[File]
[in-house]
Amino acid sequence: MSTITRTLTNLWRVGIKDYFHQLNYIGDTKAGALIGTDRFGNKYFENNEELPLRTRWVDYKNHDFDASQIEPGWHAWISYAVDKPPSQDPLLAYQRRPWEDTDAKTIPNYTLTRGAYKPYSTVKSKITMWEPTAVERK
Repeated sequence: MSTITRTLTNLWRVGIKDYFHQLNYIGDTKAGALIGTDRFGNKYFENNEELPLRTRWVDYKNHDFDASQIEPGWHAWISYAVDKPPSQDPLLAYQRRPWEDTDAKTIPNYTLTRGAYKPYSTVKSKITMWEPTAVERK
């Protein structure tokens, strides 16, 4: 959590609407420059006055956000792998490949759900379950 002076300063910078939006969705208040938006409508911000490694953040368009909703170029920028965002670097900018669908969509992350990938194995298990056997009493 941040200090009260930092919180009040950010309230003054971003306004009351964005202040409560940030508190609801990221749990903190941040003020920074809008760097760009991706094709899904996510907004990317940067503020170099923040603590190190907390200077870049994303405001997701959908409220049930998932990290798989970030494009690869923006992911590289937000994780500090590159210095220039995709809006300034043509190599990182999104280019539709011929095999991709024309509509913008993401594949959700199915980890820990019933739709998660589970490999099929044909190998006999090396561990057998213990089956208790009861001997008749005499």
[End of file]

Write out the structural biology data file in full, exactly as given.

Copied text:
[in-house]
Amino acid sequence: MSTITRTLTNLWRVGIKDYFHQLNYIGDTKAGALIGTDRFGNKYFENNEELPLRTRWVDYKNHDFDASQIEPGWHAWISYAVDKPPSQDPLLAYQRRPWEDTDAKTIPNYTLTRGAYKPYSTVKSKITMWEPTAVERK
Repeated sequence: MSTITRTLTNLWRVGIKDYFHQLNYIGDTKAGALIGTDRFGNKYFENNEELPLRTRWVDYKNHDFDASQIEPGWHAWISYAVDKPPSQDPLLAYQRRPWEDTDAKTIPNYTLTRGAYKPYSTVKSKITMWEPTAVERK
């Protein structure tokens, strides 16, 4: 959590609407420059006055956000792998490949759900379950 002076300063910078939006969705208040938006409508911000490694953040368009909703170029920028965002670097900018669908969509992350990938194995298990056997009493 941040200090009260930092919180009040950010309230003054971003306004009351964005202040409560940030508190609801990221749990903190941040003020920074809008760097760009991706094709899904996510907004990317940067503020170099923040603590190190907390200077870049994303405001997701959908409220049930998932990290798989970030494009690869923006992911590289937000994780500090590159210095220039995709809006300034043509190599990182999104280019539709011929095999991709024309509509913008993401594949959700199915980890820990019933739709998660589970490999099929044909190998006999090396561990057998213990089956208790009861001997008749005499």